To determine the effects of CQ and NQ (Figure 1) on the viability of the human CCA cells, HuCCT1 and Huh28 cells were exposed to increasing concentrations of CQ (0–30 μM) or NQ (0–40 μM), and cell viability was then measured by MTS assay at 24, 48, and 72 hours after incubation. Significantly, CQ treatment exhibited a dose- and time-dependent decrease in the viability of HuCCT1 and Huh28 cells (Figure 2A). Likewise, NQ significantly reduced the viability of the cell lines tested in a dose- and time-dependent manner (Figure 2B). IC50 values of CQ and NQ determined after treatment for 48 hours are shown in Table 2. Notably, the rapidly dividing HuCCT1 cells (Supplementary Figure S1) were more sensitive to both compounds than the quiescent Huh28 cells (IC50 of 2.84 vs 4.69 μM and IC50 of 3.69 vs 4.49 μM for CQ and NQ, respectively). These results indicate that CQ and NQ exert cytotoxic activity toward CCA cells.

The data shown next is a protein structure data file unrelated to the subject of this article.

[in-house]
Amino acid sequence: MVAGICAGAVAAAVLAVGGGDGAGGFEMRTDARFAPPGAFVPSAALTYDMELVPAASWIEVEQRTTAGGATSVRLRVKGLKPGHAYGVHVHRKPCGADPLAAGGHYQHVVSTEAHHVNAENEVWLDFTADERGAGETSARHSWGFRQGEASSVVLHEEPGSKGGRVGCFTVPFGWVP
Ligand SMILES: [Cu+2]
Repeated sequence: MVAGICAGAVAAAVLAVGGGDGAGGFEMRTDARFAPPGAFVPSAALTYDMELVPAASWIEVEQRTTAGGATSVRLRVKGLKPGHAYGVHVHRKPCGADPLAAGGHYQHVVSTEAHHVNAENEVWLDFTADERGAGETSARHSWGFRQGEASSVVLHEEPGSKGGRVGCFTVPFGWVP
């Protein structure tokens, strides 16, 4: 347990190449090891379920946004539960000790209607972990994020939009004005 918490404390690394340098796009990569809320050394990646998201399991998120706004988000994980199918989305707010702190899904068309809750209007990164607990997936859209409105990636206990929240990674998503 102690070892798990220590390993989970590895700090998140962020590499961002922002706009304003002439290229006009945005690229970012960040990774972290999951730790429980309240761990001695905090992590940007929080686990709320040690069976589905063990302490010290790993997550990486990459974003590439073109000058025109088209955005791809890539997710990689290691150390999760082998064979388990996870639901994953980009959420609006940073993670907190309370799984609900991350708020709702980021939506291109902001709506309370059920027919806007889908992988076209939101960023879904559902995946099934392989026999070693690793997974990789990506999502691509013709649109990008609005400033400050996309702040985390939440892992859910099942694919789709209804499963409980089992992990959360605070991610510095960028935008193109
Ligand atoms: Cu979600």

Figure 1 Chemical structures of CQ and NQ.
CQ and NQ attenuate proliferation and colony formation of CCA cells
To further explore antitumor activity of CQ and NQ, the highly proliferative HuCCT1 cells were utilized for the evaluation of cell proliferation and colony formation after exposure to the agents. HuCCT1 cells were initially treated with low concentrations of CQ (5 and 10 μM) or NQ (2 and 5 μM), and cell proliferation rates were then monitored for 3 consecutive days by MTS assay. It was found that noncytotoxic doses of both CQ and NQ significantly suppressed the proliferation rates of HuCCT1 cells compared with controls treated with DMSO (Figure 3A). Subsequently, clonogenic assay revealed that the presence of CQ (5 and 10 μM) or NQ (2 and 5 μM) effectively reduced colony numbers of HuCCT1 cells in a dose-dependent fashion when compared with DMSO-treated controls (Figure 3B). These results consistently support the inhibition of CCA cell growth by the low doses of CQ and NQ.